So far, there hasn't been much in the line of litigation relative to a membership database, but if a new and improved architecture where created and member sites transferred to the newer capacitor - if at that time they've managed say a million members what will be the nature of that conveyance from the former SNS? If the existing group owner posts forwarding links that their previous SNS felt were adverse to their SNS due to the sheer numbers of members - would their limitations clauses be called into play?

Safe Harbor

In 1998, Congress passed the On-Line Copyright Infringement Liability Limitation Act (OCILLA) in an effort to protect service providers on the Internet from liability for the activities of its users. Codified as section 512 of the Digital Millennium Copyright Act (DMCA), this new law exempts on-line service providers that meet the criteria set forth in the safe harbor provisions from claims of copyright infringement made against them that result from the conduct of their customers. These safe harbor provisions are designed to shelter service providers from the infringing activities of their customers. If a service provider qualifies for the safe harbor exemption, only the individual infringing customer are liable for monetary damages; the service provider's network through which they engaged in the alleged activities is not liable.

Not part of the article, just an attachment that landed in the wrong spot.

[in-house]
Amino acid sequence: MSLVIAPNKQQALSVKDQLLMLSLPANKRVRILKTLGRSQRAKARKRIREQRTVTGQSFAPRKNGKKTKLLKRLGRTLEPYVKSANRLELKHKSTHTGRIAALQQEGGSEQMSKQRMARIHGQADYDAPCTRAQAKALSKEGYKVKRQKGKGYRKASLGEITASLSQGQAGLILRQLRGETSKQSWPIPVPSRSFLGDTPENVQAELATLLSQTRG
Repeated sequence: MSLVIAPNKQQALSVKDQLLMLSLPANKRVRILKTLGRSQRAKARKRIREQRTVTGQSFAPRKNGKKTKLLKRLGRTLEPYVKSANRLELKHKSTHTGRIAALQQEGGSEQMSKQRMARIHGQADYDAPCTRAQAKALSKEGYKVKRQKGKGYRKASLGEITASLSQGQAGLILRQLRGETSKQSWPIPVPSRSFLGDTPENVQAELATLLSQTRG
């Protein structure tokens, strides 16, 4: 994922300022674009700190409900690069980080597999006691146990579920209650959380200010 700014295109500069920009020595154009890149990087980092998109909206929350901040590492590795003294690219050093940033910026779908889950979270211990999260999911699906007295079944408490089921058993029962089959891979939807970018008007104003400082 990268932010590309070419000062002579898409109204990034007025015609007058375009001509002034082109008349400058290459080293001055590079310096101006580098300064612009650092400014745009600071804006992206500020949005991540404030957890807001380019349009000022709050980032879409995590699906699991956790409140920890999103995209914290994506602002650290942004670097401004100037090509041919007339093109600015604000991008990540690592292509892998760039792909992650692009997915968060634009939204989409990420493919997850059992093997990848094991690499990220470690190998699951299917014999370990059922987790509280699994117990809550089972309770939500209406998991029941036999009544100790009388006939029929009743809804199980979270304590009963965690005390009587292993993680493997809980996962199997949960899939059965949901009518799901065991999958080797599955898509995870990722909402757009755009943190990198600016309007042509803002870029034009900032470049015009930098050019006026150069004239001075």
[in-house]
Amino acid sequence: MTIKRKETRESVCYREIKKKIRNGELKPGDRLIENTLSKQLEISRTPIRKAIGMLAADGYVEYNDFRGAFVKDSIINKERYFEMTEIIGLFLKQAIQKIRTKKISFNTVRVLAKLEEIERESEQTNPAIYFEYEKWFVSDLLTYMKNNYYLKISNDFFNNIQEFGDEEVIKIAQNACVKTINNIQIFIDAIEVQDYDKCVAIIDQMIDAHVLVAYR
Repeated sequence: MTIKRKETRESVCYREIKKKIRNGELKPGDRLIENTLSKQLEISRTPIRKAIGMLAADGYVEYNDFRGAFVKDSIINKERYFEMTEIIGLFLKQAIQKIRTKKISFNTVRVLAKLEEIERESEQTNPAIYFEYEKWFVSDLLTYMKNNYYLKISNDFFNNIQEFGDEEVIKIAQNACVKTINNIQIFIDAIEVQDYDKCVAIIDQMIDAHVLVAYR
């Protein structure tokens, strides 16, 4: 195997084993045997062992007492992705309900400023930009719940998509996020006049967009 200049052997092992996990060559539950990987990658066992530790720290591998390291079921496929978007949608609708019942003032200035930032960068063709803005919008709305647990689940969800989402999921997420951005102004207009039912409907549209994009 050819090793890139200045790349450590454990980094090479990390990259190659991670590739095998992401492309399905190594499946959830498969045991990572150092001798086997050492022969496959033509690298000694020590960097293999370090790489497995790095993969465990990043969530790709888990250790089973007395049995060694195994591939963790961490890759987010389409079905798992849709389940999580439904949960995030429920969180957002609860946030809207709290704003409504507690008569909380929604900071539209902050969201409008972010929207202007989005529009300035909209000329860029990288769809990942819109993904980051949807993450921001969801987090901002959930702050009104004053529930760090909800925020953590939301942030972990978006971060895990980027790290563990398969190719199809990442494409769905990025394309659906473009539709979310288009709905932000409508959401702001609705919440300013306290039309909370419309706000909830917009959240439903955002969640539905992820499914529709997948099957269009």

Members who have memberships can also cite Safe Harbor exemptions for their groups and probably should do so.

The Personal Information Archive

While it seems to be a non-need for most SNS members, the fact is that the personal information archive does deserve copyright acknowledgment. When posting your original images, slide presentations, videos, comments, articles, etc. a copyright should be included. If you elect to "Open Source" you should include Creative Commons or a GNU Free Documentation License. Many educators are purporting that Creative Commons and GNU are the future of the education system, but that is a decision-making process each SNS member has to determine on their own.